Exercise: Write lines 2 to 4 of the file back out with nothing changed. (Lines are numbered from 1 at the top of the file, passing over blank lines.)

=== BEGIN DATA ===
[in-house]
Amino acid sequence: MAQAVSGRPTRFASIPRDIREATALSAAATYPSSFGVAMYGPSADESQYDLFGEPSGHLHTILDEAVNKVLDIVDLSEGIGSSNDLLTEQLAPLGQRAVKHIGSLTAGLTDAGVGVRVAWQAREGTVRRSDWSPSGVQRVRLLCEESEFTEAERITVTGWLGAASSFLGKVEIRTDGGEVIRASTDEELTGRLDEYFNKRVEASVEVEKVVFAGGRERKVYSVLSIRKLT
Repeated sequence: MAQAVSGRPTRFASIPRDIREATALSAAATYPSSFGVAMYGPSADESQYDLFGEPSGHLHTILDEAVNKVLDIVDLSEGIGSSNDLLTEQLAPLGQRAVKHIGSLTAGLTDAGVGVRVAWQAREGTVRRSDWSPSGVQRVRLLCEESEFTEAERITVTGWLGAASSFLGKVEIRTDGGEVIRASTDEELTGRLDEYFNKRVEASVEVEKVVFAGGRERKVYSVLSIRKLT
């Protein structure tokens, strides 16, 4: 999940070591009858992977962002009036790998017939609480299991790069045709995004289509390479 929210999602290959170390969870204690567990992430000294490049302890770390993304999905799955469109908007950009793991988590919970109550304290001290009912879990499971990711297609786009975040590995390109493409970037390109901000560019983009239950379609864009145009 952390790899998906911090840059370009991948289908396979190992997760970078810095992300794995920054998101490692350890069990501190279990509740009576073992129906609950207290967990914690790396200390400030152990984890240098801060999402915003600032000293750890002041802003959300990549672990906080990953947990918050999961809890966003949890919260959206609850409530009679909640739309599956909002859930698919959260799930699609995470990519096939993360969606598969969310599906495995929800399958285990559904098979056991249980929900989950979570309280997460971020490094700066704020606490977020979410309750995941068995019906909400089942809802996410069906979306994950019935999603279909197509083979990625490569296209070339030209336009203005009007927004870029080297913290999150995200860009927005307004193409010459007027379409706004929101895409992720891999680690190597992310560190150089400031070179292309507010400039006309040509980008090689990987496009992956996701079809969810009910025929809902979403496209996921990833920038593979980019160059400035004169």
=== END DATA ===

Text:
Amino acid sequence: MAQAVSGRPTRFASIPRDIREATALSAAATYPSSFGVAMYGPSADESQYDLFGEPSGHLHTILDEAVNKVLDIVDLSEGIGSSNDLLTEQLAPLGQRAVKHIGSLTAGLTDAGVGVRVAWQAREGTVRRSDWSPSGVQRVRLLCEESEFTEAERITVTGWLGAASSFLGKVEIRTDGGEVIRASTDEELTGRLDEYFNKRVEASVEVEKVVFAGGRERKVYSVLSIRKLT
Repeated sequence: MAQAVSGRPTRFASIPRDIREATALSAAATYPSSFGVAMYGPSADESQYDLFGEPSGHLHTILDEAVNKVLDIVDLSEGIGSSNDLLTEQLAPLGQRAVKHIGSLTAGLTDAGVGVRVAWQAREGTVRRSDWSPSGVQRVRLLCEESEFTEAERITVTGWLGAASSFLGKVEIRTDGGEVIRASTDEELTGRLDEYFNKRVEASVEVEKVVFAGGRERKVYSVLSIRKLT
């Protein structure tokens, strides 16, 4: 999940070591009858992977962002009036790998017939609480299991790069045709995004289509390479 929210999602290959170390969870204690567990992430000294490049302890770390993304999905799955469109908007950009793991988590919970109550304290001290009912879990499971990711297609786009975040590995390109493409970037390109901000560019983009239950379609864009145009 952390790899998906911090840059370009991948289908396979190992997760970078810095992300794995920054998101490692350890069990501190279990509740009576073992129906609950207290967990914690790396200390400030152990984890240098801060999402915003600032000293750890002041802003959300990549672990906080990953947990918050999961809890966003949890919260959206609850409530009679909640739309599956909002859930698919959260799930699609995470990519096939993360969606598969969310599906495995929800399958285990559904098979056991249980929900989950979570309280997460971020490094700066704020606490977020979410309750995941068995019906909400089942809802996410069906979306994950019935999603279909197509083979990625490569296209070339030209336009203005009007927004870029080297913290999150995200860009927005307004193409010459007027379409706004929101895409992720891999680690190597992310560190150089400031070179292309507010400039006309040509980008090689990987496009992956996701079809969810009910025929809902979403496209996921990833920038593979980019160059400035004169």